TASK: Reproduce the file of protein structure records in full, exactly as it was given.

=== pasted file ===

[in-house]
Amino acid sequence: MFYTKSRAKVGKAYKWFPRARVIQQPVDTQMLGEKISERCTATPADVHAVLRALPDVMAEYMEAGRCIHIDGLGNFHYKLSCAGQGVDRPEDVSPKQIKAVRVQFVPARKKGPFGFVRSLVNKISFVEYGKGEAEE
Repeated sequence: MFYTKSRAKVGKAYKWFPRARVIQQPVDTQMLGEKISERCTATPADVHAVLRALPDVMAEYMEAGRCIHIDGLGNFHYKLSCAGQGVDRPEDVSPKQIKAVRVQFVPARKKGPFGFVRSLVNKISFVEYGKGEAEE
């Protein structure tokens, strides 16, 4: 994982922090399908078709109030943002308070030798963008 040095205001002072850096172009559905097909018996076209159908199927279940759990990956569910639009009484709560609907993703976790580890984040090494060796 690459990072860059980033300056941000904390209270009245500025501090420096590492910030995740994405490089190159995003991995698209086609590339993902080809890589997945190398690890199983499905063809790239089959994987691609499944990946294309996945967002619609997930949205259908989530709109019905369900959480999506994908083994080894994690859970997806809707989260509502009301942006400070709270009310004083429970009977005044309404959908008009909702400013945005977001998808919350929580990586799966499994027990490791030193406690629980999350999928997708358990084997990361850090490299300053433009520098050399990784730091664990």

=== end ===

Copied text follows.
[in-house]
Amino acid sequence: MFYTKSRAKVGKAYKWFPRARVIQQPVDTQMLGEKISERCTATPADVHAVLRALPDVMAEYMEAGRCIHIDGLGNFHYKLSCAGQGVDRPEDVSPKQIKAVRVQFVPARKKGPFGFVRSLVNKISFVEYGKGEAEE
Repeated sequence: MFYTKSRAKVGKAYKWFPRARVIQQPVDTQMLGEKISERCTATPADVHAVLRALPDVMAEYMEAGRCIHIDGLGNFHYKLSCAGQGVDRPEDVSPKQIKAVRVQFVPARKKGPFGFVRSLVNKISFVEYGKGEAEE
């Protein structure tokens, strides 16, 4: 994982922090399908078709109030943002308070030798963008 040095205001002072850096172009559905097909018996076209159908199927279940759990990956569910639009009484709560609907993703976790580890984040090494060796 690459990072860059980033300056941000904390209270009245500025501090420096590492910030995740994405490089190159995003991995698209086609590339993902080809890589997945190398690890199983499905063809790239089959994987691609499944990946294309996945967002619609997930949205259908989530709109019905369900959480999506994908083994080894994690859970997806809707989260509502009301942006400070709270009310004083429970009977005044309404959908008009909702400013945005977001998808919350929580990586799966499994027990490791030193406690629980999350999928997708358990084997990361850090490299300053433009520098050399990784730091664990």